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In Reply—Statin Use Associated With a Decreased Risk of Community-Acquired Staphylococcus aureus Bacteremia

      We appreciate Dr Ko and colleagues’ interesting reflections on our findings concerning the influence of statin use on the risk of community-acquired Staphylococcus aureus bacteremia (CA-SAB). Because the aim of our study was to provide epidemiological in vivo data on this association, Ko and colleagues’ review of the literature and considerations on the potential underlying pathophysiologic mechanisms constitute a very valuable supplement to our paper. We agree that the risk of CA-SAB appeared to differ slightly across the different types of statins (simvastatin, atorvastatin, and others). However, because only 9% of current statin users were treated with other statins and because the confidence intervals for the estimates overlapped, these results should be interpreted with caution.
      As suggested in the letter by Ko et al, we believe that future well-conducted basic and clinical research represents the only way to disentangle the biological mechanisms by which statin treatment may protect against CA-SAB.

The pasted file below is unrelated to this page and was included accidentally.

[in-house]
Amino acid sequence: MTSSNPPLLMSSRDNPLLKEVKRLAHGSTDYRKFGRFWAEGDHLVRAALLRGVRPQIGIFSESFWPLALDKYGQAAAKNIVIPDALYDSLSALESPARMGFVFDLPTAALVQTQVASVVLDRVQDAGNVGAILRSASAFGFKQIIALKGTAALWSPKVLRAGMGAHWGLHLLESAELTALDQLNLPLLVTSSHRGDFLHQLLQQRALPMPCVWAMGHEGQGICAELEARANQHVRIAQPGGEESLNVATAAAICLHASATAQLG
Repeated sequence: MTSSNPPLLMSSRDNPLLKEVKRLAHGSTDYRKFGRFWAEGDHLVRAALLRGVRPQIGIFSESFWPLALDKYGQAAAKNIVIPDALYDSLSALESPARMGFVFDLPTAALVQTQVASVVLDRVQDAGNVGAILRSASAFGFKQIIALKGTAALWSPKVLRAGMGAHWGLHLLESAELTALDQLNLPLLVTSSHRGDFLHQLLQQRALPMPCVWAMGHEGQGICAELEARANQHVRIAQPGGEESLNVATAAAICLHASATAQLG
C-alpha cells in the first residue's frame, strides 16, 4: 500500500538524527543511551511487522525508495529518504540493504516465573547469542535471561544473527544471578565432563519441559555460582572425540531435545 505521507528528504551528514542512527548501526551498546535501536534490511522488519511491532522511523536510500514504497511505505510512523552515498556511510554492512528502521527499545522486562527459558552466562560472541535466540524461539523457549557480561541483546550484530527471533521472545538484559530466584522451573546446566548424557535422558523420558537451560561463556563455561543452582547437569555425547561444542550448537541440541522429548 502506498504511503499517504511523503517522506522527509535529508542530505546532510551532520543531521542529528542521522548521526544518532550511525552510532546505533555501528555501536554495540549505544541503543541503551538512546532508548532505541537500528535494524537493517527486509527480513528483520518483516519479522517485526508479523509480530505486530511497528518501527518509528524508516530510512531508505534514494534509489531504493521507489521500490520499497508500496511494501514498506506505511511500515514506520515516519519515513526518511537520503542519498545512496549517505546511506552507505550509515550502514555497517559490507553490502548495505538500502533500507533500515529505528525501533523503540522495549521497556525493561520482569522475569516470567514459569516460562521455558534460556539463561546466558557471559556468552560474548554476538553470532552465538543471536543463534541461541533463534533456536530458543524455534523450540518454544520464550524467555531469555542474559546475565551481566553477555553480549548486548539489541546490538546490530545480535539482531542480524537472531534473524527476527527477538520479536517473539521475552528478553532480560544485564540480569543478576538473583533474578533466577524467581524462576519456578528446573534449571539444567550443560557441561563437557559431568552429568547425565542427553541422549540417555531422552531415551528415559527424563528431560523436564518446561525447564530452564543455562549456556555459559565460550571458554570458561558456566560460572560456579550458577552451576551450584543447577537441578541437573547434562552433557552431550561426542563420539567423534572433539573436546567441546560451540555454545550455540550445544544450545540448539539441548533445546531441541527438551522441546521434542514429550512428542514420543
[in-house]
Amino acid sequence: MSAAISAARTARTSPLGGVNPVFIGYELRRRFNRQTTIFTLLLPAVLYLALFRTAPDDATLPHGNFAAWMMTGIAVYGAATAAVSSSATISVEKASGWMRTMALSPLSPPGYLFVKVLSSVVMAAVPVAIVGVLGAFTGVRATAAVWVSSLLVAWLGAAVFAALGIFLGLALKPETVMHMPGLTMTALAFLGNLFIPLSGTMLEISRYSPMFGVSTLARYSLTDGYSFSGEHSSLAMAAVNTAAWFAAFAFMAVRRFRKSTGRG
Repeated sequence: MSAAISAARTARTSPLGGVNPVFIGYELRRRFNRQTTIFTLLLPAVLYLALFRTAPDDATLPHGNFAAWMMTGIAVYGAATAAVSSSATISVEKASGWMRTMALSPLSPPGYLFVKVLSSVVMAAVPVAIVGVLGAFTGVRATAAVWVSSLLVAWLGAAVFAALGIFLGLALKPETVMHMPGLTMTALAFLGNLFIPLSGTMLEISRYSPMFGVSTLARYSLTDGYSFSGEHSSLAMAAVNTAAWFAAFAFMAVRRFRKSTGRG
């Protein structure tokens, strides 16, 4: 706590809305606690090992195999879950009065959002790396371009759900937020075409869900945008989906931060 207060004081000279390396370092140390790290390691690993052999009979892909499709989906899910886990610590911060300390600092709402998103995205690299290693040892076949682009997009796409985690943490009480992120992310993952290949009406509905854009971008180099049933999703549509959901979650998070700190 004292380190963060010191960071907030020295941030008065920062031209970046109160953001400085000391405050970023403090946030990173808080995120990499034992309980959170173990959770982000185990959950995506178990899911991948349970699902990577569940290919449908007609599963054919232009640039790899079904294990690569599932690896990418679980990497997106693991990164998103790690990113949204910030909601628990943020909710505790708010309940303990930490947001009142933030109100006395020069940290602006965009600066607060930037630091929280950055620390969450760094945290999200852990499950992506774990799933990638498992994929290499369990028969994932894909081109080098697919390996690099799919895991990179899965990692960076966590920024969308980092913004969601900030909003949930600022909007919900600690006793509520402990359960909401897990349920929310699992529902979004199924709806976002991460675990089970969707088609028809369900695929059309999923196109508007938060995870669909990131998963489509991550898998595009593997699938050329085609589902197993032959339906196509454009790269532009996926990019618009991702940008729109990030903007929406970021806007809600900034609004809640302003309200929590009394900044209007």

Linked Article

      • Statin Use Associated With a Decreased Risk of Community-Acquired Staphylococcus aureus Bacteremia
        Mayo Clinic ProceedingsVol. 93Issue 4
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          We read with great interest the recent article by Smit et al1 on statin use associated with a decreased risk of community-acquired Staphylococcus aureus bacteremia (CA-SAB), particularly in patients with chronic kidney disease and patients with diabetes. They explained that these results were unlikely due to direct antimicrobial effects of statins on S aureus but more likely due to the pleiotropic effects of statins reducing important isoprenoid intermediates, resulting in decreased bacterial invasion and inducing neutrophil extracellular traps.
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